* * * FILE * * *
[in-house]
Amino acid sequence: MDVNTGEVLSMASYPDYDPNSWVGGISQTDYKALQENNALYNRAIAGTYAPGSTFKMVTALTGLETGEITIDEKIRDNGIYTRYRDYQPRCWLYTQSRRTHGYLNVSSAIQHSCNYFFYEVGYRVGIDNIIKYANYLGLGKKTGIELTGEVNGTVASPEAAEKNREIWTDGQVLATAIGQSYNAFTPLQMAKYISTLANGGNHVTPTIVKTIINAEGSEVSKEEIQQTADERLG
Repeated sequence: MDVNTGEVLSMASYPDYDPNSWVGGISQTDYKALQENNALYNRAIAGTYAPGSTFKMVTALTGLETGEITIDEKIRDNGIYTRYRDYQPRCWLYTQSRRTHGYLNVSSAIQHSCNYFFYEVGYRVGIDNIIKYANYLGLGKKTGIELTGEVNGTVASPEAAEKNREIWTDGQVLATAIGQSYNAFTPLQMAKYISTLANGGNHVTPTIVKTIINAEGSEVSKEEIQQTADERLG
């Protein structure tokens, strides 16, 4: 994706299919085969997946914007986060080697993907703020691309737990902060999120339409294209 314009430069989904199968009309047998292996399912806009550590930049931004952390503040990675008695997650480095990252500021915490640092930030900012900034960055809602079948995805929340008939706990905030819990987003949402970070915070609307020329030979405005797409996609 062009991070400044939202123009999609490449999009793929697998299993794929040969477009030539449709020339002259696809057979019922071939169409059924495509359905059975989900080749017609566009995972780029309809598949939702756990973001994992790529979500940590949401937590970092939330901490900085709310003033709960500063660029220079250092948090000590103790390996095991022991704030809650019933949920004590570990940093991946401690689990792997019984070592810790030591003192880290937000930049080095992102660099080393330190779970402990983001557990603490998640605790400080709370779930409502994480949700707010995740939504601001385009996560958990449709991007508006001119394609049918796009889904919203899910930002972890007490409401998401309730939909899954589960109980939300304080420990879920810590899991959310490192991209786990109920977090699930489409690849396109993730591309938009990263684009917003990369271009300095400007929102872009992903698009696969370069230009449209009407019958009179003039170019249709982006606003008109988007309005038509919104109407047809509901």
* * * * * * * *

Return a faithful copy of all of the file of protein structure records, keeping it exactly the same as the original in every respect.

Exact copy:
[in-house]
Amino acid sequence: MDVNTGEVLSMASYPDYDPNSWVGGISQTDYKALQENNALYNRAIAGTYAPGSTFKMVTALTGLETGEITIDEKIRDNGIYTRYRDYQPRCWLYTQSRRTHGYLNVSSAIQHSCNYFFYEVGYRVGIDNIIKYANYLGLGKKTGIELTGEVNGTVASPEAAEKNREIWTDGQVLATAIGQSYNAFTPLQMAKYISTLANGGNHVTPTIVKTIINAEGSEVSKEEIQQTADERLG
Repeated sequence: MDVNTGEVLSMASYPDYDPNSWVGGISQTDYKALQENNALYNRAIAGTYAPGSTFKMVTALTGLETGEITIDEKIRDNGIYTRYRDYQPRCWLYTQSRRTHGYLNVSSAIQHSCNYFFYEVGYRVGIDNIIKYANYLGLGKKTGIELTGEVNGTVASPEAAEKNREIWTDGQVLATAIGQSYNAFTPLQMAKYISTLANGGNHVTPTIVKTIINAEGSEVSKEEIQQTADERLG
């Protein structure tokens, strides 16, 4: 994706299919085969997946914007986060080697993907703020691309737990902060999120339409294209 314009430069989904199968009309047998292996399912806009550590930049931004952390503040990675008695997650480095990252500021915490640092930030900012900034960055809602079948995805929340008939706990905030819990987003949402970070915070609307020329030979405005797409996609 062009991070400044939202123009999609490449999009793929697998299993794929040969477009030539449709020339002259696809057979019922071939169409059924495509359905059975989900080749017609566009995972780029309809598949939702756990973001994992790529979500940590949401937590970092939330901490900085709310003033709960500063660029220079250092948090000590103790390996095991022991704030809650019933949920004590570990940093991946401690689990792997019984070592810790030591003192880290937000930049080095992102660099080393330190779970402990983001557990603490998640605790400080709370779930409502994480949700707010995740939504601001385009996560958990449709991007508006001119394609049918796009889904919203899910930002972890007490409401998401309730939909899954589960109980939300304080420990879920810590899991959310490192991209786990109920977090699930489409690849396109993730591309938009990263684009917003990369271009300095400007929102872009992903698009696969370069230009449209009407019958009179003039170019249709982006606003008109988007309005038509919104109407047809509901």